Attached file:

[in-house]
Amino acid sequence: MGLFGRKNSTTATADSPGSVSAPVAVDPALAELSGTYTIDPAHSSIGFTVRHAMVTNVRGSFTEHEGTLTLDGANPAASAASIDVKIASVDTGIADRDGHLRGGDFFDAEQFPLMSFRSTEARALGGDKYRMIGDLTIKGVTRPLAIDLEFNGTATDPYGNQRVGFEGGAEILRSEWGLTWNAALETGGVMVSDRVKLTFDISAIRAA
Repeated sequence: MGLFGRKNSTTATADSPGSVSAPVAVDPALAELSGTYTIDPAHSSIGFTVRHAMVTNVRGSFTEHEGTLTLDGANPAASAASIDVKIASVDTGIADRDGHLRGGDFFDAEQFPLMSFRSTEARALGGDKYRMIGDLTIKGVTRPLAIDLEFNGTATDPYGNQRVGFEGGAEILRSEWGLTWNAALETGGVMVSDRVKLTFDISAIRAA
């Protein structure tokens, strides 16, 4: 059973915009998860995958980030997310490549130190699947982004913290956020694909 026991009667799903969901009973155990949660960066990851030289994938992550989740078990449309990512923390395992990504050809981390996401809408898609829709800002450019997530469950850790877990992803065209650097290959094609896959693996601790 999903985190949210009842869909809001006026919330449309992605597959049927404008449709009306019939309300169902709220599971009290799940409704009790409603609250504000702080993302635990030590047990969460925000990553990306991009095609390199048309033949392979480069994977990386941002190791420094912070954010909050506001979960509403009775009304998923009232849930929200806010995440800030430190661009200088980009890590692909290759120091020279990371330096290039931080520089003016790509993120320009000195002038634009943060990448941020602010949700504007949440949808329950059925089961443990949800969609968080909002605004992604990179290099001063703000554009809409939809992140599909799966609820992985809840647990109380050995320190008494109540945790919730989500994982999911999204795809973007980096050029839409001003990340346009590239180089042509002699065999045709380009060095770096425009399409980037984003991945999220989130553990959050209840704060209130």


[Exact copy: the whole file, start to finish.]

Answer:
[in-house]
Amino acid sequence: MGLFGRKNSTTATADSPGSVSAPVAVDPALAELSGTYTIDPAHSSIGFTVRHAMVTNVRGSFTEHEGTLTLDGANPAASAASIDVKIASVDTGIADRDGHLRGGDFFDAEQFPLMSFRSTEARALGGDKYRMIGDLTIKGVTRPLAIDLEFNGTATDPYGNQRVGFEGGAEILRSEWGLTWNAALETGGVMVSDRVKLTFDISAIRAA
Repeated sequence: MGLFGRKNSTTATADSPGSVSAPVAVDPALAELSGTYTIDPAHSSIGFTVRHAMVTNVRGSFTEHEGTLTLDGANPAASAASIDVKIASVDTGIADRDGHLRGGDFFDAEQFPLMSFRSTEARALGGDKYRMIGDLTIKGVTRPLAIDLEFNGTATDPYGNQRVGFEGGAEILRSEWGLTWNAALETGGVMVSDRVKLTFDISAIRAA
């Protein structure tokens, strides 16, 4: 059973915009998860995958980030997310490549130190699947982004913290956020694909 026991009667799903969901009973155990949660960066990851030289994938992550989740078990449309990512923390395992990504050809981390996401809408898609829709800002450019997530469950850790877990992803065209650097290959094609896959693996601790 999903985190949210009842869909809001006026919330449309992605597959049927404008449709009306019939309300169902709220599971009290799940409704009790409603609250504000702080993302635990030590047990969460925000990553990306991009095609390199048309033949392979480069994977990386941002190791420094912070954010909050506001979960509403009775009304998923009232849930929200806010995440800030430190661009200088980009890590692909290759120091020279990371330096290039931080520089003016790509993120320009000195002038634009943060990448941020602010949700504007949440949808329950059925089961443990949800969609968080909002605004992604990179290099001063703000554009809409939809992140599909799966609820992985809840647990109380050995320190008494109540945790919730989500994982999911999204795809973007980096050029839409001003990340346009590239180089042509002699065999045709380009060095770096425009399409980037984003991945999220989130553990959050209840704060209130």